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JohnW63 John Williamson
Apple Valley, CA, USA   USA
OK, I think I get the rotoflex clearance issue, as I look at some of these pictures. If you attached a shock to the top mount of the chassis, it would lean so far inward, that the doughnut of the rotoflex would hit it. If you run them upward to the bottom of the body, you don't have the same issue. If you use the adapter in the conversion kit, it moves the attach point a bit more outward so things clear.

Alright, here is another question. Does the shock work BETTER if it's direction of travel is more upright, like the conversion kit or mounting to the body ? I'm trying to picture how the suspension moves in it's arc of travel. The more it is laid over, the less the forces upward, when you hit a bump, would be at an angle to the shock and straight up at the leaf spring. The shock would pivot as much as be compressed. The more upright, the more it compresses rather than pivot.

Now, for the big question, to bring this all back to the beginning. Based on my chassis and axles, what shocks do you recommend for just basic driving ? If I get the conversion kit for the shock mounts, what shocks should I get. I now understand the need to make sure the travel of the shocks should be taken into account.



Home of the 1969 GT6+ MK II resurrection project
and a sorry looking 1968 GT6+ parts car trying to stay whole.

claytoncnc Avatar
claytoncnc Gold Member Marcus Clayton
Melbourne, Ivanhoe, Australia   AUS
Paul,
I think that there was at least 2cm between the axle and chassis with the rotoflex.
With the swing spring, the axle almost touches. More importantly, when the suspension was jacked without the shock attached, there was at least 5cm extra of bump available.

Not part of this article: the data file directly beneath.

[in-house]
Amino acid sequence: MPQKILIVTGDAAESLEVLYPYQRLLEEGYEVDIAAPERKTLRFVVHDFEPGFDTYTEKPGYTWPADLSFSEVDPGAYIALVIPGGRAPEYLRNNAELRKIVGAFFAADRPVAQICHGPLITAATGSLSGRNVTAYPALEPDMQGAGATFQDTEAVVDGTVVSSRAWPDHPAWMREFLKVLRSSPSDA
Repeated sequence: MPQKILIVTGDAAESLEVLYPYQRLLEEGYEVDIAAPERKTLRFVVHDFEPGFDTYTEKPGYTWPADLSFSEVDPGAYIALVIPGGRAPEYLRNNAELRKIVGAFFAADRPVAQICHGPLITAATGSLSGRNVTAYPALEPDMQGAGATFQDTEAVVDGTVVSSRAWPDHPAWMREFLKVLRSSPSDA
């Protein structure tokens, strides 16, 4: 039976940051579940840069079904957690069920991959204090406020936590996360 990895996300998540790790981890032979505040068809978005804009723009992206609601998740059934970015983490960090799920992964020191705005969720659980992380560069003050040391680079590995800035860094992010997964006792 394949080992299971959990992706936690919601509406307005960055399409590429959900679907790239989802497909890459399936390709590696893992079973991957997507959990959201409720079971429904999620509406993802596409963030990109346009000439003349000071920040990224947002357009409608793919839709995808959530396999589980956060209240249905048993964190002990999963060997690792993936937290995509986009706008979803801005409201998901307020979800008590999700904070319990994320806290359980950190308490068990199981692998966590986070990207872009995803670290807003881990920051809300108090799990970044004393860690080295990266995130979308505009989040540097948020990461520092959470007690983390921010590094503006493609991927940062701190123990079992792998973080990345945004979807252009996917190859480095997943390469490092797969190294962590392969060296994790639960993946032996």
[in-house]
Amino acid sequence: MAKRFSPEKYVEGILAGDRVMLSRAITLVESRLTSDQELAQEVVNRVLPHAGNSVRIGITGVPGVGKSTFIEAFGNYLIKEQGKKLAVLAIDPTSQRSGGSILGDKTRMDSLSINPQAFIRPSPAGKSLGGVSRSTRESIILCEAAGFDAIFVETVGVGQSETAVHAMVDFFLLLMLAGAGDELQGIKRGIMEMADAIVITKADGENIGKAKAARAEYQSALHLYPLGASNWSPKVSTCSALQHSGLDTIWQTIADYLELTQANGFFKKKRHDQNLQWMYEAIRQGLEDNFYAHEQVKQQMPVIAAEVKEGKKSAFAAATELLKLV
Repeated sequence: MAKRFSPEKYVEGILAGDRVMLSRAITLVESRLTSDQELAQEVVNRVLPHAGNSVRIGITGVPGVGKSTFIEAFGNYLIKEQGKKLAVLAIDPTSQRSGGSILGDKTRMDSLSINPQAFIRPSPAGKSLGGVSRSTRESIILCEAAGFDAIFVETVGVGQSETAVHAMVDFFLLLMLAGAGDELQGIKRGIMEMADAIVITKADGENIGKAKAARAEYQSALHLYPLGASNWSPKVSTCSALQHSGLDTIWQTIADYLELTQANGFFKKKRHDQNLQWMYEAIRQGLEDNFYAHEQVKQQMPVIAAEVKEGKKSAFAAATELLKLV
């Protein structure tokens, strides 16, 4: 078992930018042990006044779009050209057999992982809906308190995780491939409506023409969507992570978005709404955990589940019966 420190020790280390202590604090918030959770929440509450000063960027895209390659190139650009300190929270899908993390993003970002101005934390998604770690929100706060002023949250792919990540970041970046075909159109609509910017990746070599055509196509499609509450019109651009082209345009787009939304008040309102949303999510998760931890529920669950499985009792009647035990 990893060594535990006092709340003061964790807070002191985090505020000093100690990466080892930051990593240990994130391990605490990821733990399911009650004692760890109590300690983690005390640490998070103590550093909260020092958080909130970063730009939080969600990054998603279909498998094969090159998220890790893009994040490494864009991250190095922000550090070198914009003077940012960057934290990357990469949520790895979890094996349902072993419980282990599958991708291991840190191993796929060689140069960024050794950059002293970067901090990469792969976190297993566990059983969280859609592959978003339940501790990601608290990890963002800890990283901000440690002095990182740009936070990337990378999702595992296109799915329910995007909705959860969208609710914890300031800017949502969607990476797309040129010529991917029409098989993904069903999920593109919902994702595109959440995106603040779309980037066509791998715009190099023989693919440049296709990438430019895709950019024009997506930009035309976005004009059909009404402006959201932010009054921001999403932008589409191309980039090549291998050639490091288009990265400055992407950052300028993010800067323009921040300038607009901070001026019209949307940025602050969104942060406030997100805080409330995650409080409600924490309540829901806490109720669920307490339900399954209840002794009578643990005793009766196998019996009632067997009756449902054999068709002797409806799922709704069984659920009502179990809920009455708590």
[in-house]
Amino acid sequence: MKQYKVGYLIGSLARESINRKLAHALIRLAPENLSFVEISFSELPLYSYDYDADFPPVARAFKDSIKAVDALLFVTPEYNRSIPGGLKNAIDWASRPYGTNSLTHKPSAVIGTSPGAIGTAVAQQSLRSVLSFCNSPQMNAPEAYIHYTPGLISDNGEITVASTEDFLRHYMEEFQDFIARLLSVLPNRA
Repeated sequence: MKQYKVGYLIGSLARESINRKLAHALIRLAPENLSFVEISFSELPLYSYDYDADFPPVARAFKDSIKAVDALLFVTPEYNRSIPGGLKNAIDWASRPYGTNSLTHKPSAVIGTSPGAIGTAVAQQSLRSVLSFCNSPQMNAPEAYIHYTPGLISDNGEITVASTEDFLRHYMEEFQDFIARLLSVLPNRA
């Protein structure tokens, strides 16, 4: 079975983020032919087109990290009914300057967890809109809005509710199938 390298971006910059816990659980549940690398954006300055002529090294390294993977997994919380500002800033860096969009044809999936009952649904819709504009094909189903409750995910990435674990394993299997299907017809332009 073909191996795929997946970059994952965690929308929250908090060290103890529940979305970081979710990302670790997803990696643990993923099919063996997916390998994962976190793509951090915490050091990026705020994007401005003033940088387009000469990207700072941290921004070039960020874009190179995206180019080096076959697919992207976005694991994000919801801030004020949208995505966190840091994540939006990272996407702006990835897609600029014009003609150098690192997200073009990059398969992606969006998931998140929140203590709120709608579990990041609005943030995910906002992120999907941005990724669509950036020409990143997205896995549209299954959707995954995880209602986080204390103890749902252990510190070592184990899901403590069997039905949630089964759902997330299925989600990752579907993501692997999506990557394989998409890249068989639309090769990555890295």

With the angled shock, the total extra travel is about 8cm extra, about 5 in bump and 3 in rebound.(See photos, cornering on the limit vs hard compression through the dip)

John,
It is very true that an upright shock with a 1:1 ratio to wheel movement has the potential to achieve better suspension control, than one that is angled.
Indeed, that is the basis behind the very successful "turret" conversions that were sold by Ford for rally applications in their Ford Escort.

If you were to rally a GT6, you would be well advised to install a turret system, with the top of the shocks protruding through the top of the suitably strengthened wheel wells. That would give great control, and sufficient travel to be fit for purpose. (see photo. Standard angled shock also visible)

However, I think you want a road car, where a compromise is necessary.
A set of standard Spitfire/Herald/GT6 Koni rear shocks, mounted to the chassis brackets will give you all the wheel control needed for a road car (even a very fast one), combined with sufficient wheel travel to enable a comfortable ride, and able to tackle any road surface with confidence.
I suspect you may even be able to use a softer Spitfire rear spring if you feel the need, given the extra travel available, which would enhance your traction capability, and open a path way to further handling development at the front end.

Be aware that the rotoflex uprights and wishbones are quite weighty, and real benefits can be achieved by carefully choosing a lightweight wheel/tyre combination, which will give a better overall result than a wider, but heavier tyre.

I would suggest a quality tyre not bigger than a 175/70, or a 185/60 on the lightest set of wheels you can find.
The lighter the unsprung weight, the easier it is for the shocks to control suspension travel.

There are alloy uprights and wishbones available to tackle the weight compromise, but I could not recommend them, because of some unresolved engineering questions that have to the best of my knowledge, not yet been satisfactorily addressed by the vendors or manufacturers. (but they may be OK)



Edited 2 time(s). Last edit at 2017-12-11 05:27 AM by claytoncnc.